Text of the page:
Overseas Electors Bill

Part of the debate – in the House of Commons at 1:45 pm on 22nd March 2019.

Alert me about debates like this

Photo of Philip Davies Philip Davies Conservative, Shipley 1:45 pm, 22nd March 2019

I do not want to get sidetracked from the Bill, but the point I make to the hon. Lady is that many of the new clauses I have proposed and will go on to propose are about making the system robust, so that we have an honest result and we do not have any problem with the result being disputed in any way. Given the problems we have faced, certainly in my Bradford district, at polling stations and in postal votes, I support the Government in believing that we need identification at polling stations. In many cases, presiding officers in polling stations have faced a nightmare in terms of being able to identify people properly. That has been an issue for some time. I believe the same happened in Northern Ireland and they dealt with it there, but unfortunately some of those problems persist in the rest of the UK. It is right that the Government do something to make sure that the results of elections are robust. I am getting sidetracked, Mr Speaker, because this is not really relevant. The point I am trying to make is that I do not see a conflict.

For the benefit of the hon. Member for Oldham West and Royton, new clause 11 is on a subject raised in Committee by the hon. Member for Nottingham North. I hope that is clear enough for the hon. Member for Oldham West and Royton to understand. The new clause is about the offence of registering to vote as an overseas elector in more than one constituency. When he suggested this change in a new clause in Committee, the hon. Member for Nottingham North said that it was his

“last stab at allaying the concerns that electoral administrators have expressed following the publication of the ‘votes for life’
document and the Bill.”

He was talking about their concerns relating to double registration. He went on:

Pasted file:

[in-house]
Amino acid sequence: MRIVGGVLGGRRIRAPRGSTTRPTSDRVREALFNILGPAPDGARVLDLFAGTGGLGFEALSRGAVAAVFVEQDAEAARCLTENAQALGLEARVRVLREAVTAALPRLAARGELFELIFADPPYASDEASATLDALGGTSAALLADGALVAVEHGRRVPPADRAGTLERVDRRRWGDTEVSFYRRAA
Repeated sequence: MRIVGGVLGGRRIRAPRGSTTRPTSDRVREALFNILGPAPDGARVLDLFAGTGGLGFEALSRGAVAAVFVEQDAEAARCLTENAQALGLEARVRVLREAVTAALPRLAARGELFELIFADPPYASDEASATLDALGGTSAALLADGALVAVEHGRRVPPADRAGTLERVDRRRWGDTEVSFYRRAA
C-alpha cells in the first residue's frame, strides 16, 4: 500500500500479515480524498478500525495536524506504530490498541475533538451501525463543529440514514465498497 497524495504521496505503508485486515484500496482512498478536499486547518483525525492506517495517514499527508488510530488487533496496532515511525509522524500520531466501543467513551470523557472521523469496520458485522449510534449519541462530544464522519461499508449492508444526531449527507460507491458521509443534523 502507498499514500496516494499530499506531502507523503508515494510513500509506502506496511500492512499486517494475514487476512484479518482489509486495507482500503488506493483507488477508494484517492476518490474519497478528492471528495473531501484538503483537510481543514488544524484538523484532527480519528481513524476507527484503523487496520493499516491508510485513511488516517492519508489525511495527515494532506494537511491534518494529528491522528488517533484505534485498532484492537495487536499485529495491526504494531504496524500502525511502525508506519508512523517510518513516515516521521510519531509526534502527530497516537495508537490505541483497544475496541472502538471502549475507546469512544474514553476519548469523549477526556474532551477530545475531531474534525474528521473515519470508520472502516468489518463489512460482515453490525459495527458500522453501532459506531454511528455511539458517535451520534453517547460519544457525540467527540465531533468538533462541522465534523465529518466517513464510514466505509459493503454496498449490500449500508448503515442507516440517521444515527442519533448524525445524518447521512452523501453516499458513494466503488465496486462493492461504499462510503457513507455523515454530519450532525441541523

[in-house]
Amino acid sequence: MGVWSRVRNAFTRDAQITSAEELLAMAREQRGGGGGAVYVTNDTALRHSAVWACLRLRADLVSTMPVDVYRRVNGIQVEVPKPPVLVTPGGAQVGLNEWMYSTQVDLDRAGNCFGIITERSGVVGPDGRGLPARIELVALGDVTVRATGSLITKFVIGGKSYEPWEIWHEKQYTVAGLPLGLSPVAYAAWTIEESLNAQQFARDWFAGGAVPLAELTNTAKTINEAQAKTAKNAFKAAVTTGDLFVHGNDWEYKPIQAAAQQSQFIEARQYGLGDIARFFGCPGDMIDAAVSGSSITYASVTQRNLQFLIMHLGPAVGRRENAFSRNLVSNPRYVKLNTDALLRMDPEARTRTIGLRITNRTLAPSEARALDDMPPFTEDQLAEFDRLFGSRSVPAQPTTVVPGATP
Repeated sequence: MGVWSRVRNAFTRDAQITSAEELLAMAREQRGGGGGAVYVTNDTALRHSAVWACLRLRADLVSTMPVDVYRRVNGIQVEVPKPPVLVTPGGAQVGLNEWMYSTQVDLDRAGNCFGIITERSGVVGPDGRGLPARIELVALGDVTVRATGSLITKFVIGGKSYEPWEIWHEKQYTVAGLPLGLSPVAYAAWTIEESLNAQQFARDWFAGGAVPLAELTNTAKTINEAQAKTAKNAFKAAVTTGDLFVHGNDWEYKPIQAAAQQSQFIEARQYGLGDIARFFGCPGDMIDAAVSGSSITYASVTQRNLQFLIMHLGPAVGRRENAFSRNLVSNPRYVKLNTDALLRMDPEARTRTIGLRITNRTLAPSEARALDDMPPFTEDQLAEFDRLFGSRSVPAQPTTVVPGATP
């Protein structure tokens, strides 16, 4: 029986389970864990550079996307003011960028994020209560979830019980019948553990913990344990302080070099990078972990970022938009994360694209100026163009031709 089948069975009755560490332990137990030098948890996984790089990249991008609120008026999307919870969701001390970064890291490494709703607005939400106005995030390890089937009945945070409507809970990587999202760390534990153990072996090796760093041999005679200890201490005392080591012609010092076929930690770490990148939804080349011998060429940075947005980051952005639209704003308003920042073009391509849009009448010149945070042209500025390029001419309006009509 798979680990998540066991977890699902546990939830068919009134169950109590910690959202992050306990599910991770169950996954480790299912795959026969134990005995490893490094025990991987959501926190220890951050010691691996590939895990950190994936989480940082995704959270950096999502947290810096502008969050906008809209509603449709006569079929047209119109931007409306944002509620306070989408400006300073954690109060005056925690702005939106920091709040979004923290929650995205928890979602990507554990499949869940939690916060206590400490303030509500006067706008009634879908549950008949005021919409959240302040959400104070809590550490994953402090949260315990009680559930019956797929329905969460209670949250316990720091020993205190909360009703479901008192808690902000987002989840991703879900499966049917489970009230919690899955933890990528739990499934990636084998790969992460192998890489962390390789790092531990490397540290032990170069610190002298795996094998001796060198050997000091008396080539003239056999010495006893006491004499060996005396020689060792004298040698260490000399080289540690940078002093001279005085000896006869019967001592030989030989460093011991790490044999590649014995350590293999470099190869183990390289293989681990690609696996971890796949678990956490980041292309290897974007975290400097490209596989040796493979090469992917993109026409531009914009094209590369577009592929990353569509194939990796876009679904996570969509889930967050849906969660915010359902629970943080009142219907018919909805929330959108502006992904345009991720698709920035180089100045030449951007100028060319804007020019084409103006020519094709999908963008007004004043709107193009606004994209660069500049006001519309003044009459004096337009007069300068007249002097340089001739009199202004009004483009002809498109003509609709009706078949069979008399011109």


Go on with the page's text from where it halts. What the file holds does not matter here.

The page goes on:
“The principle is that when electoral registration officers use address data to verify someone’s eligibility to register, they will establish whether someone has lived in that place. However, they will not try to establish whether that is the last place where the person lived, or whether they have lived in multiple places and are having the same conversation with multiple electoral registration officers around the country, and possibly voting in two or more places.”

He rightly pointed out that there was therefore a

“live danger that might merit an individual sanction”.––[Official Report, Overseas Electors Public Bill Committee, 14 November 2018;
c. 115.]

That is what new clause 11 provides. It says that somebody commits an offence by registering to vote in two separate parliamentary constituencies as an overseas elector. That is absolutely right. It comes back to the point I made before about making sure that the results are robust and without question and all the rest of it. Currently, there is something lacking in our system in respect of people voting in more than one constituency at parliamentary elections, and there have been complaints about that. I genuinely do not know how widespread the issue is, and I am not sure that there is any great evidence one way or the other, but, anecdotally, people are concerned that the system is not as robust as it should be. The hon. Gentleman was absolutely right to highlight this potential issue, and we should do what we can to stop it.